There’s no one-size-fits-all when it comes to equine vaccinations. We collaborated with UC Davis infectious disease expert Dr. Nicola Pusterla to share ten things you might not know about equine vaccines.
There’s no one-size-fits-all when it comes to equine vaccinations.
© 2016 by Kondrashov MIkhail Evgenevich New window.
- Vaccines stimulate the immune system to create antibodies that can recognize a disease-causing pathogen in the future and destroy it. If the horse encounters the pathogen through natural infection, the immune system will be able to mount a strong, rapid response, limiting or preventing clinical signs and reducing the spread of disease.
- Protection provided by vaccines is not immediate and can fade over time. It can take from days to weeks for horses to mount optimal immune responses following vaccination. Most vaccines require two or three initial administrations (spaced about 4-6 weeks apart) and boosters annually or every six months.
- Vaccination alone is not enough to prevent infectious diseases. Effective infectious disease control relies on a combination of appropriate biosecurity protocols coupled with vaccination programs and management considerations.
- Vaccines are labeled for different levels of protection. Levels-of-protection statements can be granted by the United States Department of Agriculture (USDA) based on product performance data. The highest level of protection label claim is “prevention of infection”, followed by (in declining order) “prevention of disease”, “aid in disease prevention”, and “aid in disease control”. Other claims, such as “reduced pathogen shedding”, may be made if data supports a significant clinical effect.
- There are specific vaccination guidelines for foals and pregnant mares. Foals rely on maternal antibodies from colostrum to protect against diseases. Vaccination in pregnant mares should be timed for optimal protection of both the mare and foal. For example, an EHV-1 vaccine for the prevention of abortion is often administered during months five, seven, and nine of gestation. An EHV-1/EHV-4 vaccine is then administered four to six weeks prior to foaling to decrease the risk of respiratory disease in the foal. Since maternal antibodies decline over time, foals begin the primary series for recommended vaccines around four to six months of age. This should start sooner if the mare was not appropriately vaccinated or if there was failure of passive transfer.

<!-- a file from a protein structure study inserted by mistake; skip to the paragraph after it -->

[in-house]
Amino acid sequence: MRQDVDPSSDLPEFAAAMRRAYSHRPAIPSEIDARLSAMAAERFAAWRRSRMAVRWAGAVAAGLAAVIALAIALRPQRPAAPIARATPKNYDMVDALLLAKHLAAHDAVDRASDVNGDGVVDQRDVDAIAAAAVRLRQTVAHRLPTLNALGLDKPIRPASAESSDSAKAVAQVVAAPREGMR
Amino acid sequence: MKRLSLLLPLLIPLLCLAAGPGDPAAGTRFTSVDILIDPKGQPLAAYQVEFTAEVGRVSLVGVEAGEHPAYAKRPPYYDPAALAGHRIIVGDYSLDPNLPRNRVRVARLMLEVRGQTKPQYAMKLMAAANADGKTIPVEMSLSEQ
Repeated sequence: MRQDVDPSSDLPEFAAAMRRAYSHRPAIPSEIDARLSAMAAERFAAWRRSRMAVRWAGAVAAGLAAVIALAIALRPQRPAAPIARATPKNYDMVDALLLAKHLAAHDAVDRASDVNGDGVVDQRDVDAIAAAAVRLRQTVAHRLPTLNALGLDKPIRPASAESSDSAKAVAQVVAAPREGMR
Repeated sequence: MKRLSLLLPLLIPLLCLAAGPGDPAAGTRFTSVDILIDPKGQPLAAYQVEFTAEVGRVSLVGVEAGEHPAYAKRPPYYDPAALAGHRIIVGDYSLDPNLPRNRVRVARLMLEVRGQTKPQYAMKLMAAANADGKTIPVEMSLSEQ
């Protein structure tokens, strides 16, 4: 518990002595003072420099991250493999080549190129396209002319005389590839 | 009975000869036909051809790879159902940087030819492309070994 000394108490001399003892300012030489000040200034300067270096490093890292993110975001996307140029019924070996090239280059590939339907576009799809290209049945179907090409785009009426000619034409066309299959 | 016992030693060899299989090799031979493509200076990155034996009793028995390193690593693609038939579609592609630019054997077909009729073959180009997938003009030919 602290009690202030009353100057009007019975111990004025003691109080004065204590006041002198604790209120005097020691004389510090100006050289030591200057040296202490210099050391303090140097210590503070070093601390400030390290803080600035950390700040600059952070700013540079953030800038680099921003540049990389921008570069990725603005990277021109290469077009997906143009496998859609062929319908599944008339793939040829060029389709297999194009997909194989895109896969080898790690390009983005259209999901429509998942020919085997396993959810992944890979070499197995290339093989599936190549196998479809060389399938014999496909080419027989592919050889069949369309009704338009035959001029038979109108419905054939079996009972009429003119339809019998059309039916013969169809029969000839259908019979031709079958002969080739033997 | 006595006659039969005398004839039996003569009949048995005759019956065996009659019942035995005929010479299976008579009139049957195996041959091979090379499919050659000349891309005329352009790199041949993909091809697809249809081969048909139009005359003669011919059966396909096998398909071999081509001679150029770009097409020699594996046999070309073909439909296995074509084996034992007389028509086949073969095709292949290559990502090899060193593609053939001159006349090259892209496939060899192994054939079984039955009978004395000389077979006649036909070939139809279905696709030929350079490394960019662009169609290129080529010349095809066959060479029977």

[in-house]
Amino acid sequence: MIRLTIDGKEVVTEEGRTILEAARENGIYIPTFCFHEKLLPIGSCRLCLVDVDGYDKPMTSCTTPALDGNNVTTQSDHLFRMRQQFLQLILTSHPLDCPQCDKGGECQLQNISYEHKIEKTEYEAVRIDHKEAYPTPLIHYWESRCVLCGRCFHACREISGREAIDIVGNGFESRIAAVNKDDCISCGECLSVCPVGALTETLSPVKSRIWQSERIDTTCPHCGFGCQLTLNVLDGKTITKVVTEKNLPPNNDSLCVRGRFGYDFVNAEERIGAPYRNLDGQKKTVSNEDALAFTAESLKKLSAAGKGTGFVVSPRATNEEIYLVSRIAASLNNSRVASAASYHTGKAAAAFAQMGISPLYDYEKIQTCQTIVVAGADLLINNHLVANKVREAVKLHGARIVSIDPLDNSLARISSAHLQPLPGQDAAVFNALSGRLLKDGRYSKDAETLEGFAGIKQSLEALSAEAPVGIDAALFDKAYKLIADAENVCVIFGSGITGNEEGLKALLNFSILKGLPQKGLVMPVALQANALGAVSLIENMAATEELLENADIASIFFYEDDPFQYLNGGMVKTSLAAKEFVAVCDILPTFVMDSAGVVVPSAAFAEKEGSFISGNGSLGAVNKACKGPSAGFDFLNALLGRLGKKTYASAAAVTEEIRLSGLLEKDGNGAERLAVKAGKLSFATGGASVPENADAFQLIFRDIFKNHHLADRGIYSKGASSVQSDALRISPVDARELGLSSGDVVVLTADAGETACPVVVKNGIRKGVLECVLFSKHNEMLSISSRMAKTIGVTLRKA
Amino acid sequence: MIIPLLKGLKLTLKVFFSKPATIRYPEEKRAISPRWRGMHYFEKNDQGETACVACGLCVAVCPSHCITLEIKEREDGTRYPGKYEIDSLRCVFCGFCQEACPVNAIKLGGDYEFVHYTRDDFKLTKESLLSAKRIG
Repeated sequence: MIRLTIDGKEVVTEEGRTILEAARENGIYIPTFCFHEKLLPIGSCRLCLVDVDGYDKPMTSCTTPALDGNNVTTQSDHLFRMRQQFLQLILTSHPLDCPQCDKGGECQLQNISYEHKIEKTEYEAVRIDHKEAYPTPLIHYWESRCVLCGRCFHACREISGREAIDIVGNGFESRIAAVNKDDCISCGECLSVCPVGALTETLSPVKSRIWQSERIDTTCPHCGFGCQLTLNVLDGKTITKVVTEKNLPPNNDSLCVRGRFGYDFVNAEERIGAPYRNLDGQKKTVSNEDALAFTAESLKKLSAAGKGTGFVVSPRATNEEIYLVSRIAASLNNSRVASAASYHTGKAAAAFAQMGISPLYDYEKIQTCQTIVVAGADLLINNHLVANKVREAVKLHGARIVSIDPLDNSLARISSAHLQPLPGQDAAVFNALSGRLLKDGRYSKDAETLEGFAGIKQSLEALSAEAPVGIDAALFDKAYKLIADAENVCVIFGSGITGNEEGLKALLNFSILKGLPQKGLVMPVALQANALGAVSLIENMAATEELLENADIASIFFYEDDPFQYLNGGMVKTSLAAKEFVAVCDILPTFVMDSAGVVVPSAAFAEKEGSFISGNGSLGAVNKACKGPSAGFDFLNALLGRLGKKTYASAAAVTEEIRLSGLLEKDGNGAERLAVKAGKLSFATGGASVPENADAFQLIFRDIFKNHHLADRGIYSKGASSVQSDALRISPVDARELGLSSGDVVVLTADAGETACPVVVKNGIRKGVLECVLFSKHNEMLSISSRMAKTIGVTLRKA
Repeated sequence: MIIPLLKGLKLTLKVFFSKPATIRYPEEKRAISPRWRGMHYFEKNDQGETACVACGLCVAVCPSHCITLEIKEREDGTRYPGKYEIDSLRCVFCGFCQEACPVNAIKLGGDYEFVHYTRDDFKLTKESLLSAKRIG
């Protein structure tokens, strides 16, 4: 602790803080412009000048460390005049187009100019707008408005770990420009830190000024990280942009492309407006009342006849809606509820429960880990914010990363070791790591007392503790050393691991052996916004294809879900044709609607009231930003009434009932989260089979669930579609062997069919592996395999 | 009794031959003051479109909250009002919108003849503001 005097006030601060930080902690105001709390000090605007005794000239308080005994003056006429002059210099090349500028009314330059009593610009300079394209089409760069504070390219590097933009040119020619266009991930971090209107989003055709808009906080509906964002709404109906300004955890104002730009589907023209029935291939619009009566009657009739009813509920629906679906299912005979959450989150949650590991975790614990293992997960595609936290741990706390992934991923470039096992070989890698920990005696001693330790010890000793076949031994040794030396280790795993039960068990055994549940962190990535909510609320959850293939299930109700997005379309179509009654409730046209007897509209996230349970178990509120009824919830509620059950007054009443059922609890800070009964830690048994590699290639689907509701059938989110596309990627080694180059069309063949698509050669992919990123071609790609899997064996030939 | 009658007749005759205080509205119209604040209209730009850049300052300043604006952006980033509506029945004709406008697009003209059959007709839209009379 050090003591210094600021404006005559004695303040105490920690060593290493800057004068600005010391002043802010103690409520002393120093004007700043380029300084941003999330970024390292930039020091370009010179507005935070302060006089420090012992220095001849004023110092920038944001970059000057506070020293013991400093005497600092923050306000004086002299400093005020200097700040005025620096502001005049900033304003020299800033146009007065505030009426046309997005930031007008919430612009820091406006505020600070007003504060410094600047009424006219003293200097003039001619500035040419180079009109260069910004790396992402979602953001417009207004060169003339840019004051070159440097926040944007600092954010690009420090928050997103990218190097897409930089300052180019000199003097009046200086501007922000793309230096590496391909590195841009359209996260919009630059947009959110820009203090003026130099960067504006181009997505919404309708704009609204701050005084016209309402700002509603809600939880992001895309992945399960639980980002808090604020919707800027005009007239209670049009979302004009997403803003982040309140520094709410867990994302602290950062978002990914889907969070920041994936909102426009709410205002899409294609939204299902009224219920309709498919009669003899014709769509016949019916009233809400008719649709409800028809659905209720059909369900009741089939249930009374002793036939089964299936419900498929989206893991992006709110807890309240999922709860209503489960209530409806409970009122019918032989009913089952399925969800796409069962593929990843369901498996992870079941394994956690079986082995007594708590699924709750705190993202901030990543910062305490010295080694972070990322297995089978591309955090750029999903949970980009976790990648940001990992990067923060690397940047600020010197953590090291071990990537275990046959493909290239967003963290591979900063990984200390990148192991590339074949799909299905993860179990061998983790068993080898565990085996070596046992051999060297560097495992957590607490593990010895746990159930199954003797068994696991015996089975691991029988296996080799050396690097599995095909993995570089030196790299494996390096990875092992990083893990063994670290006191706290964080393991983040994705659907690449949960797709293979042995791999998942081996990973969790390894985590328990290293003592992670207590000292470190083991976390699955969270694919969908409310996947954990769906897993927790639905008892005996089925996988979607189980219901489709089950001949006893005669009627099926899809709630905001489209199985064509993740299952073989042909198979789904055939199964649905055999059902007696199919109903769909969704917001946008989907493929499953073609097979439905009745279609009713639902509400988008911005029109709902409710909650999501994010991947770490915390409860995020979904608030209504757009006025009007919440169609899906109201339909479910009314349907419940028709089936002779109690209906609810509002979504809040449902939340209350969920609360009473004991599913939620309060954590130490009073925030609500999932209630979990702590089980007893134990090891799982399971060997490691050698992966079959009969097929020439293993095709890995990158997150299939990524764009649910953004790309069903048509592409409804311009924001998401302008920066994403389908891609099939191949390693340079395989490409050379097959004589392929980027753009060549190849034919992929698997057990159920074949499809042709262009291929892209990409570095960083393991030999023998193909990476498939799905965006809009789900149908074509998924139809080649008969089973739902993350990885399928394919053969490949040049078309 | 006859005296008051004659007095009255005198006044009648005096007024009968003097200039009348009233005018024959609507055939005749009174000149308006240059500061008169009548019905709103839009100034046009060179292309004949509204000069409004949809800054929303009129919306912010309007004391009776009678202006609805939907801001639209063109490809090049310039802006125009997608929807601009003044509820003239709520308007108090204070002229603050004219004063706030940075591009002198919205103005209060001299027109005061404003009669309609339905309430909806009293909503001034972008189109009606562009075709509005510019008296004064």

- Intramuscular (IM) vaccines should be given in the neck, pectoral muscles, or hamstrings.When choosing a vaccination site, it is important to consider potential adverse reactions. For example, if an abscess were to develop, sites that facilitate gravitational drainage, such as the hamstrings, will have swifter resolution and less tissue damage than sites that present challenges for drainage, such as the gluteal muscles.
- Vaccinated horses can still get sick, but they will be less sick, and at less risk of exposing others, than if they did not receive a vaccine. Vaccines cannot provide 100% protection under all circumstances. Although some may be able to prevent disease, others only claim to reduce the severity of disease (see #4). With the latter, vaccinated horses that become infected have milder clinical signs than infected horses that have not been vaccinated. Studies have also shown that vaccinated horses can exhibit reduced pathogen shedding into the environment, reducing risk of infection for naïve horses.
- Not all diseases need a vaccine. It is expensive and time-consuming to gain approval and bring a new vaccine to market. Diseases that are comparatively rare, do not result in severe or life-threatening clinical signs, or that are effectively controlled by alternative means such as management and biosecurity programs, are not likely to be good candidates for vaccine development. Alternatively, the “core vaccines” were developed to protect against high-risk diseases that have important health significance.
- Horses should be vaccinated even if they are “home bodies”. All horses should receive the “core vaccines” recommended by the AAEP, which are for diseases that have high mortality rates and high likelihood of exposure. Some pathogens exist in the environment, and vectors such as the mosquito and wild animals like raccoons can transport these pathogens to your horse’s location. Work with your veterinarian to determine if risk-based vaccines are recommended based on your specific situation.
- It is important to vaccinate at the right time of year to ensure protection during peak exposure. Vaccine administration should be timed to ensure protective immunity coincides with, and lasts through, periods of likely exposure. For example, vaccination against vector-borne diseases such as West Nile virus should be administered prior to the beginning of mosquito season.
Press release from The Horse Report - Spring 2021